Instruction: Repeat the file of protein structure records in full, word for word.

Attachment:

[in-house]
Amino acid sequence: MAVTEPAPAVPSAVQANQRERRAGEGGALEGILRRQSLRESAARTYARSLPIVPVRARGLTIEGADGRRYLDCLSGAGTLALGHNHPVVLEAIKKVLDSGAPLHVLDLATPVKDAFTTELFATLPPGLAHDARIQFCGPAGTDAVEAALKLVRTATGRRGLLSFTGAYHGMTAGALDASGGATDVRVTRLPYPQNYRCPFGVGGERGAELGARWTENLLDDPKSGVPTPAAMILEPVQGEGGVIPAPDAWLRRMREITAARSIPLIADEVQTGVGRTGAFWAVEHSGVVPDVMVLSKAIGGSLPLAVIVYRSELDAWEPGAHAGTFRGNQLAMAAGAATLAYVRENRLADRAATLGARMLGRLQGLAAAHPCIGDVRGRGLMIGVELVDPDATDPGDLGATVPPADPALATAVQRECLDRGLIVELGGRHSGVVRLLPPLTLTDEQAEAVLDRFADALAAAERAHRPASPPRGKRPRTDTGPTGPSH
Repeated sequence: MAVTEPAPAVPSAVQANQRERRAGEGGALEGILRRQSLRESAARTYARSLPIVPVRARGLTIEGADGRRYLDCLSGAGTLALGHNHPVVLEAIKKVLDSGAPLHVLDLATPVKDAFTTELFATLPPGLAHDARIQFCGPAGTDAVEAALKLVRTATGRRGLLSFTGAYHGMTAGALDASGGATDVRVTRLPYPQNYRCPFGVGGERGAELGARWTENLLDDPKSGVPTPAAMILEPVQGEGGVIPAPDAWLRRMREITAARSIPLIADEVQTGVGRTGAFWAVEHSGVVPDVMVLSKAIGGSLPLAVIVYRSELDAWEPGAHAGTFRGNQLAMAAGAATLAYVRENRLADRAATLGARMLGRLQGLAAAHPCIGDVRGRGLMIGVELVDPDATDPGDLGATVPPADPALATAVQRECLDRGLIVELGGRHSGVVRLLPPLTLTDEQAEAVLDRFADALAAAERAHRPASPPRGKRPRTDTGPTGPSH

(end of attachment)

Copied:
[in-house]
Amino acid sequence: MAVTEPAPAVPSAVQANQRERRAGEGGALEGILRRQSLRESAARTYARSLPIVPVRARGLTIEGADGRRYLDCLSGAGTLALGHNHPVVLEAIKKVLDSGAPLHVLDLATPVKDAFTTELFATLPPGLAHDARIQFCGPAGTDAVEAALKLVRTATGRRGLLSFTGAYHGMTAGALDASGGATDVRVTRLPYPQNYRCPFGVGGERGAELGARWTENLLDDPKSGVPTPAAMILEPVQGEGGVIPAPDAWLRRMREITAARSIPLIADEVQTGVGRTGAFWAVEHSGVVPDVMVLSKAIGGSLPLAVIVYRSELDAWEPGAHAGTFRGNQLAMAAGAATLAYVRENRLADRAATLGARMLGRLQGLAAAHPCIGDVRGRGLMIGVELVDPDATDPGDLGATVPPADPALATAVQRECLDRGLIVELGGRHSGVVRLLPPLTLTDEQAEAVLDRFADALAAAERAHRPASPPRGKRPRTDTGPTGPSH
Repeated sequence: MAVTEPAPAVPSAVQANQRERRAGEGGALEGILRRQSLRESAARTYARSLPIVPVRARGLTIEGADGRRYLDCLSGAGTLALGHNHPVVLEAIKKVLDSGAPLHVLDLATPVKDAFTTELFATLPPGLAHDARIQFCGPAGTDAVEAALKLVRTATGRRGLLSFTGAYHGMTAGALDASGGATDVRVTRLPYPQNYRCPFGVGGERGAELGARWTENLLDDPKSGVPTPAAMILEPVQGEGGVIPAPDAWLRRMREITAARSIPLIADEVQTGVGRTGAFWAVEHSGVVPDVMVLSKAIGGSLPLAVIVYRSELDAWEPGAHAGTFRGNQLAMAAGAATLAYVRENRLADRAATLGARMLGRLQGLAAAHPCIGDVRGRGLMIGVELVDPDATDPGDLGATVPPADPALATAVQRECLDRGLIVELGGRHSGVVRLLPPLTLTDEQAEAVLDRFADALAAAERAHRPASPPRGKRPRTDTGPTGPSH